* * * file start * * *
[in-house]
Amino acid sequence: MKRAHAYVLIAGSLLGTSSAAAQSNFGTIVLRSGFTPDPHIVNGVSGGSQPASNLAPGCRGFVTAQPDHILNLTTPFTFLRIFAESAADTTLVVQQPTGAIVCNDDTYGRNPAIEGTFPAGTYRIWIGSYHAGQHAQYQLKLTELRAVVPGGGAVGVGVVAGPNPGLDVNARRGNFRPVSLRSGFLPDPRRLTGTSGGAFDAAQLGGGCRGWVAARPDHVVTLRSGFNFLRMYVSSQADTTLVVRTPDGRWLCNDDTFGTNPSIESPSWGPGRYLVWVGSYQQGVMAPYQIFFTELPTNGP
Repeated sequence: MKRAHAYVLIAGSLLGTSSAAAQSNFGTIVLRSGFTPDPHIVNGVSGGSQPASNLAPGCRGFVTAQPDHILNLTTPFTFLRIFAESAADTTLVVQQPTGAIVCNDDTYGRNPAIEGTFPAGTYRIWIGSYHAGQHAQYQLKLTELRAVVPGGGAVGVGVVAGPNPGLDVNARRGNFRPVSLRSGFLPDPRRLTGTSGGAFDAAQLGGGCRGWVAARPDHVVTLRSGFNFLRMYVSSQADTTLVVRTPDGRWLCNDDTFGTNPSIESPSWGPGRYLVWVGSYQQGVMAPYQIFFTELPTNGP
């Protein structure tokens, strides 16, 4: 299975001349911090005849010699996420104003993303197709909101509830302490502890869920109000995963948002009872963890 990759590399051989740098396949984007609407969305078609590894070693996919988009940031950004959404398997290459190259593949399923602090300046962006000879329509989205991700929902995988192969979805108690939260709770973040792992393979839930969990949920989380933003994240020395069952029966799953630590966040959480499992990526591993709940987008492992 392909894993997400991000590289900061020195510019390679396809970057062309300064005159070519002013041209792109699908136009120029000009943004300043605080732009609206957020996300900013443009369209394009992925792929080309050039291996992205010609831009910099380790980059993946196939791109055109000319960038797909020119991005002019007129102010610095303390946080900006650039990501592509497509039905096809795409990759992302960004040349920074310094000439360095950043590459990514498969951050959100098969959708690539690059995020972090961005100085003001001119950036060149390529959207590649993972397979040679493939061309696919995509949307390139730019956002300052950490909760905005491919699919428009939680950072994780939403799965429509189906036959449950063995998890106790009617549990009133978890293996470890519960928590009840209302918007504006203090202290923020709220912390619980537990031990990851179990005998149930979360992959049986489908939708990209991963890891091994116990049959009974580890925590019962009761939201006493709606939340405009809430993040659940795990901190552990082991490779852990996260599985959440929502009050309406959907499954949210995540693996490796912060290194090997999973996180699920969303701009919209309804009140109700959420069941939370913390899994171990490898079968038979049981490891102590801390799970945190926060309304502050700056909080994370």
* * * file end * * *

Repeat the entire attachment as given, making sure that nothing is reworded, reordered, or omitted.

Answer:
[in-house]
Amino acid sequence: MKRAHAYVLIAGSLLGTSSAAAQSNFGTIVLRSGFTPDPHIVNGVSGGSQPASNLAPGCRGFVTAQPDHILNLTTPFTFLRIFAESAADTTLVVQQPTGAIVCNDDTYGRNPAIEGTFPAGTYRIWIGSYHAGQHAQYQLKLTELRAVVPGGGAVGVGVVAGPNPGLDVNARRGNFRPVSLRSGFLPDPRRLTGTSGGAFDAAQLGGGCRGWVAARPDHVVTLRSGFNFLRMYVSSQADTTLVVRTPDGRWLCNDDTFGTNPSIESPSWGPGRYLVWVGSYQQGVMAPYQIFFTELPTNGP
Repeated sequence: MKRAHAYVLIAGSLLGTSSAAAQSNFGTIVLRSGFTPDPHIVNGVSGGSQPASNLAPGCRGFVTAQPDHILNLTTPFTFLRIFAESAADTTLVVQQPTGAIVCNDDTYGRNPAIEGTFPAGTYRIWIGSYHAGQHAQYQLKLTELRAVVPGGGAVGVGVVAGPNPGLDVNARRGNFRPVSLRSGFLPDPRRLTGTSGGAFDAAQLGGGCRGWVAARPDHVVTLRSGFNFLRMYVSSQADTTLVVRTPDGRWLCNDDTFGTNPSIESPSWGPGRYLVWVGSYQQGVMAPYQIFFTELPTNGP
């Protein structure tokens, strides 16, 4: 299975001349911090005849010699996420104003993303197709909101509830302490502890869920109000995963948002009872963890 990759590399051989740098396949984007609407969305078609590894070693996919988009940031950004959404398997290459190259593949399923602090300046962006000879329509989205991700929902995988192969979805108690939260709770973040792992393979839930969990949920989380933003994240020395069952029966799953630590966040959480499992990526591993709940987008492992 392909894993997400991000590289900061020195510019390679396809970057062309300064005159070519002013041209792109699908136009120029000009943004300043605080732009609206957020996300900013443009369209394009992925792929080309050039291996992205010609831009910099380790980059993946196939791109055109000319960038797909020119991005002019007129102010610095303390946080900006650039990501592509497509039905096809795409990759992302960004040349920074310094000439360095950043590459990514498969951050959100098969959708690539690059995020972090961005100085003001001119950036060149390529959207590649993972397979040679493939061309696919995509949307390139730019956002300052950490909760905005491919699919428009939680950072994780939403799965429509189906036959449950063995998890106790009617549990009133978890293996470890519960928590009840209302918007504006203090202290923020709220912390619980537990031990990851179990005998149930979360992959049986489908939708990209991963890891091994116990049959009974580890925590019962009761939201006493709606939340405009809430993040659940795990901190552990082991490779852990996260599985959440929502009050309406959907499954949210995540693996490796912060290194090997999973996180699920969303701009919209309804009140109700959420069941939370913390899994171990490898079968038979049981490891102590801390799970945190926060309304502050700056909080994370």